Jonathan Movroydis: And talking about China a little bit, Nixon was an avid watcher of Russia, but he was the country’s preeminent China watcher at the time. President Bush was president at the time when the PRC was given most favored nation status by the United States. And during the time of the Tiananmen Square Massacre in 1989, did Nixon at all counsel Bush on China policy?

Monica Crowley: Yes, he did extensively. And he told him what he told Bill Clinton a couple of years later, when he was president, same thing, which is that the relationship with China is too valuable to be sacrificed on any altar. That doesn’t mean that we don’t pay close attention to the human rights issue. In fact, Nixon was extremely passionate about that. I was with him on his very last trip to China in 1993. And I can tell you, I was in on all of his meetings with the entire Chinese communist leadership, both in Beijing for five days, Shanghai, elsewhere around China.

And I can tell you in every single meeting, Nixon’s…one of his first points to the communist leadership there was about human rights. And he linked it distinctively and directly to a most favored nation trading status. I remember him so clearly telling the Chinese Premier at the time, Li Peng, that Nancy Pelosi who was in the House leadership was adamant about pulling most favored nation trading status from the Chinese unless they cleaned up their act on human rights. Nixon also felt very passionately about it, he made it clear to the Chinese that they better clean up their act, and he spoke in very undiplomatic terms to them.

Nixon and maybe there’s one other person on the planet, Henry Kissinger, who could speak to the Chinese in this kind of blunt language and tone. And they sat there and they took it. They didn’t fight back. They didn’t try to defend themselves except for saying, “Well, in a country of a billion people, you need to take certain actions.” Nixon was not having it, and he let them know in no uncertain terms that, that was the message he was going to bring back to President Bush as well, and in addition to the Democratic leadership in the Congress. So they listened to him, the Chinese listened to him, they understood what he was saying, they took it under advisement. And then when President Nixon came back to the U.S., he wrote President Bush a long letter, and then had lengthy conversations with him in person, as well, about what he found and what he conveyed to the Chinese.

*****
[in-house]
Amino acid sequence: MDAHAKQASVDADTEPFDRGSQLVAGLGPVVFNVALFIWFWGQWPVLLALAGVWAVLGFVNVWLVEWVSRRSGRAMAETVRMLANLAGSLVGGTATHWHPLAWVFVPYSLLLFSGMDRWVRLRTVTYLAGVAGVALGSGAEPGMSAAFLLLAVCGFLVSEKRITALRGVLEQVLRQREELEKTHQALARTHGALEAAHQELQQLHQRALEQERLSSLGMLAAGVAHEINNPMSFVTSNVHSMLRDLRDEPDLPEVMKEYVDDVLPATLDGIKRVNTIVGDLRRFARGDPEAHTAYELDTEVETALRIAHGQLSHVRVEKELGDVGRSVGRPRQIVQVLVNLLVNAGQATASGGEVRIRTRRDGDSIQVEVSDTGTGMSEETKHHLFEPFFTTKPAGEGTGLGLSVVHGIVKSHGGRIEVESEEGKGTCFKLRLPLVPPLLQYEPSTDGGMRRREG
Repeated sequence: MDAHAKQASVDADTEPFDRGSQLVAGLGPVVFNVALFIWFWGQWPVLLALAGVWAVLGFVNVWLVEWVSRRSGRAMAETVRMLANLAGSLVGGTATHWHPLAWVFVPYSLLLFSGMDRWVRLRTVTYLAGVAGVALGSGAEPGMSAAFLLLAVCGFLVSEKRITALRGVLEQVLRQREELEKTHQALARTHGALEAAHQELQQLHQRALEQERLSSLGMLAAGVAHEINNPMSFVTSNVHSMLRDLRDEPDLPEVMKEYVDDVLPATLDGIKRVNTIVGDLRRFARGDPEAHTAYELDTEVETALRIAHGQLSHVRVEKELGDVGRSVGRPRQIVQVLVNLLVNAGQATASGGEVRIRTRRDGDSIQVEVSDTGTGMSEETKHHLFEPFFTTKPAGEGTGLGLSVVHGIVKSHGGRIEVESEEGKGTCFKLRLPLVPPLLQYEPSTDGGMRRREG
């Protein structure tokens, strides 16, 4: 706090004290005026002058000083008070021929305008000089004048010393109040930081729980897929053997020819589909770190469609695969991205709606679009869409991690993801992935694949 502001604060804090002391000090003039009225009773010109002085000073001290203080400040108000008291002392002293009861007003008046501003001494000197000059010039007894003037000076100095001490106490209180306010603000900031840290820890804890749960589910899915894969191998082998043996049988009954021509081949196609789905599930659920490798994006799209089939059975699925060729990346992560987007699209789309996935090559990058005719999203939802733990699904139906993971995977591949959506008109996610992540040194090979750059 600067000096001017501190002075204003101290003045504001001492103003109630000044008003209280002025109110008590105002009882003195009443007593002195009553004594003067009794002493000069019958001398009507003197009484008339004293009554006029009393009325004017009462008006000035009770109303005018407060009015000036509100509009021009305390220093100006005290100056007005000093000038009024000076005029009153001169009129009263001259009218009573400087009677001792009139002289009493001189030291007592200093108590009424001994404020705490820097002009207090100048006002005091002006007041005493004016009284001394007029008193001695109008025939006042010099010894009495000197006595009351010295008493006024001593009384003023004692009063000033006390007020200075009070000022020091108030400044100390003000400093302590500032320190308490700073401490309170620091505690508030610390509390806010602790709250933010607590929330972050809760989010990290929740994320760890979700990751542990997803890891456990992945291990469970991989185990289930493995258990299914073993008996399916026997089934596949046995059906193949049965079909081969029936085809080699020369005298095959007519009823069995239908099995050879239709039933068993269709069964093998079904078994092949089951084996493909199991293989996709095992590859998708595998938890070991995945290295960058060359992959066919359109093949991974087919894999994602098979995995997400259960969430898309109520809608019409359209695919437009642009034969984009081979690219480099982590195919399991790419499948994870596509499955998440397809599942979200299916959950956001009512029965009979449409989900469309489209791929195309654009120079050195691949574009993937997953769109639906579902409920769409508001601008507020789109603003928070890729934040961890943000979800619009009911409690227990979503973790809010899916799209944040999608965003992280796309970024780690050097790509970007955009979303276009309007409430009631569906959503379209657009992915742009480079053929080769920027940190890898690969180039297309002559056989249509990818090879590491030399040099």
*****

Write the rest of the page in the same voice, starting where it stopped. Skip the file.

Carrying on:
Jonathan Movroydis: Following your commentary on the post-Soviet world in your Spectator column, you segue into the first Gulf War. It was considered a very successful war and a lot less controversial than the second Gulf War. Nixon was considered a realist in foreign policy. Did he feel that the first Gulf War was important?

Monica Crowley: Absolutely. In fact, I had just begun work with him in June of that year, 1990. And so we were still getting to know each other and I was still getting to know his rhythms and how he worked. And I remember being in the office, I came into my office there on August 2nd or August 3rd. And I was sitting at my desk and he came into the office carrying his briefcase, and I saw him from down the hall about to go into his office. He turned on his heel and he walked down the hall straight into my office, and he put his briefcase on my desk and he looks at me and he said, “Well, kid, looks like we’ve got another war on our hands.” And I looked at him, I said, “Sir.” And he said, “Looks like we got another war on our hands.” And he said, “Come into the office, I’ll explain.” Now that was right at the moment Saddam Hussein had invaded Kuwait.

And there was all of this talk of either, “Well, let him have part of Kuwait,” or, “Well, we can levy sanctions,” or, you know, “We’ll be able to use some leverage to try to remove Saddam from Kuwait.” I went into his office later that day and President Nixon said to me point blank, “The only thing that is gonna remove Saddam Hussein from Kuwait, which he believes is rightfully his, is gonna be the use of force. And the only country that is gonna be able to coordinate that is the United States of America. Yes, Monica, we have another war on our hands.”